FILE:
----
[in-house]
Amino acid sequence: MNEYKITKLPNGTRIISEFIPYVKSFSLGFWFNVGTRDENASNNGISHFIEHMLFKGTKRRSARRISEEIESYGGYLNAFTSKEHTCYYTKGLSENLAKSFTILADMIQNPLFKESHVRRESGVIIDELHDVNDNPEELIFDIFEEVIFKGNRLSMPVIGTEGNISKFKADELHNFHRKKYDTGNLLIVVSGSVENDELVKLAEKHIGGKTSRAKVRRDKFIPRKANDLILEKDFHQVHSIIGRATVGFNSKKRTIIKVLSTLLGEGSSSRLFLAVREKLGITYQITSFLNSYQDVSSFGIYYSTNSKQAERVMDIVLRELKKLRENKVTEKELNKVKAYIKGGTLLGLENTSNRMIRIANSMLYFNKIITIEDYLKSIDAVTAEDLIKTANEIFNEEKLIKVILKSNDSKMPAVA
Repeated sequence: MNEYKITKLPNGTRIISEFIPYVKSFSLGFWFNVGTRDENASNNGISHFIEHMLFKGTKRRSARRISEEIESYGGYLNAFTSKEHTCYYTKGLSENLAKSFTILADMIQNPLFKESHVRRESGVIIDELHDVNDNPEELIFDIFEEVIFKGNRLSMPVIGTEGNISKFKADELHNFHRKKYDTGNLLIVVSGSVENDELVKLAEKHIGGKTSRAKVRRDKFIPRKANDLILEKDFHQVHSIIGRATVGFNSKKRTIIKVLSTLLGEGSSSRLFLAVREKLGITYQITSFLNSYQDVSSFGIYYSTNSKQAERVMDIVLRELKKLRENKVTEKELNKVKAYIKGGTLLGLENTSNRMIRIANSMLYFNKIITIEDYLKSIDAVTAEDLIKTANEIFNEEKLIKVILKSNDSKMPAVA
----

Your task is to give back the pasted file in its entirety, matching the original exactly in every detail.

[in-house]
Amino acid sequence: MNEYKITKLPNGTRIISEFIPYVKSFSLGFWFNVGTRDENASNNGISHFIEHMLFKGTKRRSARRISEEIESYGGYLNAFTSKEHTCYYTKGLSENLAKSFTILADMIQNPLFKESHVRRESGVIIDELHDVNDNPEELIFDIFEEVIFKGNRLSMPVIGTEGNISKFKADELHNFHRKKYDTGNLLIVVSGSVENDELVKLAEKHIGGKTSRAKVRRDKFIPRKANDLILEKDFHQVHSIIGRATVGFNSKKRTIIKVLSTLLGEGSSSRLFLAVREKLGITYQITSFLNSYQDVSSFGIYYSTNSKQAERVMDIVLRELKKLRENKVTEKELNKVKAYIKGGTLLGLENTSNRMIRIANSMLYFNKIITIEDYLKSIDAVTAEDLIKTANEIFNEEKLIKVILKSNDSKMPAVA
Repeated sequence: MNEYKITKLPNGTRIISEFIPYVKSFSLGFWFNVGTRDENASNNGISHFIEHMLFKGTKRRSARRISEEIESYGGYLNAFTSKEHTCYYTKGLSENLAKSFTILADMIQNPLFKESHVRRESGVIIDELHDVNDNPEELIFDIFEEVIFKGNRLSMPVIGTEGNISKFKADELHNFHRKKYDTGNLLIVVSGSVENDELVKLAEKHIGGKTSRAKVRRDKFIPRKANDLILEKDFHQVHSIIGRATVGFNSKKRTIIKVLSTLLGEGSSSRLFLAVREKLGITYQITSFLNSYQDVSSFGIYYSTNSKQAERVMDIVLRELKKLRENKVTEKELNKVKAYIKGGTLLGLENTSNRMIRIANSMLYFNKIITIEDYLKSIDAVTAEDLIKTANEIFNEEKLIKVILKSNDSKMPAVA